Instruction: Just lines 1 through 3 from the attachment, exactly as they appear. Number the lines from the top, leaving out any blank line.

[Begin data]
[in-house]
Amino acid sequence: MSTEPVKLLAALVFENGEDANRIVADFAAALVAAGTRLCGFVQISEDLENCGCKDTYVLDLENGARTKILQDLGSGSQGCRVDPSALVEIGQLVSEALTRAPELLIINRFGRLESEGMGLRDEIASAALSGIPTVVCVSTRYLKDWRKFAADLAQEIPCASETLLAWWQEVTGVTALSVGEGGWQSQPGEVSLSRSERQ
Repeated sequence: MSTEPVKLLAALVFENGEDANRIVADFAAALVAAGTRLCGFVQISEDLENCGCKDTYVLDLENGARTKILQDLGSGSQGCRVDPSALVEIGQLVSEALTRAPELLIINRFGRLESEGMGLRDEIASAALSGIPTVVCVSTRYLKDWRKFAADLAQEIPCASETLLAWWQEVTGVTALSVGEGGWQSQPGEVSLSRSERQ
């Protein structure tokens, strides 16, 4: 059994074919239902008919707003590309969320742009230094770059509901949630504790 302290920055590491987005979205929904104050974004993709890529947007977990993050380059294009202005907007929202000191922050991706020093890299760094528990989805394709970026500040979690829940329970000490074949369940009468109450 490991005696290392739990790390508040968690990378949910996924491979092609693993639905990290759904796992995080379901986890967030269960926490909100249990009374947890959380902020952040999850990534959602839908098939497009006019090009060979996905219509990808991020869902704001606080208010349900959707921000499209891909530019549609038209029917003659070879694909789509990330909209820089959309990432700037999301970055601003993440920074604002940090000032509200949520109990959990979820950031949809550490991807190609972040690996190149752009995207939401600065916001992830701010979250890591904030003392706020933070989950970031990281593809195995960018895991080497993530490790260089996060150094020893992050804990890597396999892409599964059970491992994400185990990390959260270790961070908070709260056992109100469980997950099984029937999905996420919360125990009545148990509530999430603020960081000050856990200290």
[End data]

[in-house]
Amino acid sequence: MSTEPVKLLAALVFENGEDANRIVADFAAALVAAGTRLCGFVQISEDLENCGCKDTYVLDLENGARTKILQDLGSGSQGCRVDPSALVEIGQLVSEALTRAPELLIINRFGRLESEGMGLRDEIASAALSGIPTVVCVSTRYLKDWRKFAADLAQEIPCASETLLAWWQEVTGVTALSVGEGGWQSQPGEVSLSRSERQ
Repeated sequence: MSTEPVKLLAALVFENGEDANRIVADFAAALVAAGTRLCGFVQISEDLENCGCKDTYVLDLENGARTKILQDLGSGSQGCRVDPSALVEIGQLVSEALTRAPELLIINRFGRLESEGMGLRDEIASAALSGIPTVVCVSTRYLKDWRKFAADLAQEIPCASETLLAWWQEVTGVTALSVGEGGWQSQPGEVSLSRSERQ